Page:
Rent-to-own option has unfortunate dark side

Nation's Housing

December 18, 2005|By KENNETH HARNEY

Almost every cable TV real-estate guru pitches them as great moneymaking techniques: lease-option contracts, also known as "rent-to-own" programs.

In some metropolitan areas, lawn signs, telephone poles and newspaper advertisements hawk them aggressively to modest-income and credit-challenged consumers who want to buy a home.

Stripped to its basics, the lease-option concept is sound: Buyers who have imperfect credit histories or insufficient cash for a down payment on a standard mortgage can instead rent a house for one or two years, pay a fee to the landlord for the right to purchase the property at a set price during the lease term, and even have portions of the monthly rent count toward a down payment.

At its best, it's a win-win deal: The tenants clean up their credit, pay thousands of dollars for an option to purchase, and presto - they've got part of their down payment, they're ready to talk to mortgage lenders and buy their own houses.

The landlord sells the property, often at a premium price, after 12 to 24 months of steady rent collections. Plus, the landlord keeps all the option money.

But there is a dark side to lease-option deals for unwary buyers - problems that could become increasingly commonplace as small-scale investors try to unload money-losing properties in softening real estate markets.

In Florida, the state attorney general is investigating one major lease-option promoter for allegedly defrauding dozens of clients by pocketing their option fees and failing to transfer houses when tenants were ready to buy.

In Texas, widespread consumer complaints about lease-option programs prompted the Legislature to pass new statutory standards that are set to take effect Jan. 1.

Under the new law, lease-option promoters will be prohibited from terminating contracts over minor lease disputes or late rental payments, and will need to have clear legal title to the properties they offer for sale using lease-options.

Robert Doggett, an Austin-based legal services attorney who lobbied the Texas Legislature on the issue, said lease-options "had become a racket here. You had all these mom and pop investors, who took seminars and learned to do lease-options as a way to make a million bucks without doing a lot of work."

Mini Timmaraju, Texas legislative director for the national consumer advocacy group, ACORN, said hundreds of families around the state have been recent victims of schemes that "put them into situations where they were paying a lot of money for something they'd never really get to own."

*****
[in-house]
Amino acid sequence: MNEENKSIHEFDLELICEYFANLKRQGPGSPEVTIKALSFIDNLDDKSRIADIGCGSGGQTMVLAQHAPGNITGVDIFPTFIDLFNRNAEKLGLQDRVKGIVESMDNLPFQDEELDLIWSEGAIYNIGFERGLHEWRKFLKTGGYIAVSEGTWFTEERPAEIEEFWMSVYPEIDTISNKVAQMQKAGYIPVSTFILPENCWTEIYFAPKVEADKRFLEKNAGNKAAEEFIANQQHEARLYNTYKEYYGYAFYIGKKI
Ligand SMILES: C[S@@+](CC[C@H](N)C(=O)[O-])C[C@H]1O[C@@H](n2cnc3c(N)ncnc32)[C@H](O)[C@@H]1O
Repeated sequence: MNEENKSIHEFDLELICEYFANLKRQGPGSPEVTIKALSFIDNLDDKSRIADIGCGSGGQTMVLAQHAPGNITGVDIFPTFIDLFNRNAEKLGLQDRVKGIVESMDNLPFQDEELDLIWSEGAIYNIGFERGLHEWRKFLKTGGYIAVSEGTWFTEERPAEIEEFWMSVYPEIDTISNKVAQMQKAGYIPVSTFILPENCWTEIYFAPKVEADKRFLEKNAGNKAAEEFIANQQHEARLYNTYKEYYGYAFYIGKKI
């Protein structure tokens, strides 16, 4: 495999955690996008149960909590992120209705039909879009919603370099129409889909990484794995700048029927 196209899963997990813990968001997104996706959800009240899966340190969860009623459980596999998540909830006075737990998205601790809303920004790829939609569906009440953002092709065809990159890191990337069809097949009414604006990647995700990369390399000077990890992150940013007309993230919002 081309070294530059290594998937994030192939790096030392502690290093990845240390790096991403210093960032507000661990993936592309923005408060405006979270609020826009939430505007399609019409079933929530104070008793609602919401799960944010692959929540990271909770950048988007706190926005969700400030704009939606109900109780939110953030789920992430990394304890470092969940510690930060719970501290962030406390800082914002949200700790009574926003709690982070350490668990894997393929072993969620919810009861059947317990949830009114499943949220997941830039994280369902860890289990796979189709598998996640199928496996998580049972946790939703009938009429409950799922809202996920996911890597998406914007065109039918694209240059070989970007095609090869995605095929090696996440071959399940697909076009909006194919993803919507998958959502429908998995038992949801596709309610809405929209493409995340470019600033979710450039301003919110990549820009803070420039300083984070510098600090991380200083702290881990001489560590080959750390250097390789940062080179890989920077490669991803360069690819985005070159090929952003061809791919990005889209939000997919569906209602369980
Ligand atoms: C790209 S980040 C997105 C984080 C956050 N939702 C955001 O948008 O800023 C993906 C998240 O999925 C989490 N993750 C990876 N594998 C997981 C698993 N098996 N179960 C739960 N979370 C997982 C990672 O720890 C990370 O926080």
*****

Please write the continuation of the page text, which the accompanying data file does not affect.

In some cases, she said, investor-promoters offered rent-to-own contracts on houses that had major title problems, including construction on land that had been illegally subdivided or platted.

Doggett said other lease-option promoters obtained properties by contacting financially distressed homeowners facing foreclosure and offering to step in and take over their payments. But those investors could not deliver clear title to tenants who paid for options to purchase because the houses were subject to existing "due-on-sale" clauses and the mortgage lenders could demand the properties back at any time.

Other abuses, according to Doggett, included contract language that essentially permitted the investor-landlord to seize the option fee money paid by the tenant - often thousands of dollars - and terminate the deal on almost any pretext the landlord chose, whether a day late on rent payments or minor property maintenance issues.

In effect, he said, such promoters are simply "in the business of collecting fees for options they never intend to allow to be exercised."

How can consumers considering purchasing a home using a lease-option contract protect themselves in states where statutory standards are nonexistent or weak?

John Schaub, an investor and author in Sarasota, Fla., who has used lease-options successfully for more than three decades, says evidence of clear title to the property offered for option is the bare minimum.

"If the seller doesn't have clear title in the first place, the tenant is going to have a hard time" ever exercising the option and acquiring the house, Schaub says.

Would-be tenants can check title issues online in many localities, but failing that they should demand that lease-option promoters produce evidence of property ownership or sign a statement that they have clear title and the right to transfer title.

Finally, read the lease-option contract carefully, ideally with the help of a knowledgeable professional. No contract should give the landlord-seller the right to cancel the deal, evict the tenants and take their option money over trivial issues. But beware: Many lease-option contracts in the marketplace come close to doing precisely that.

kenharney@earthlink.net

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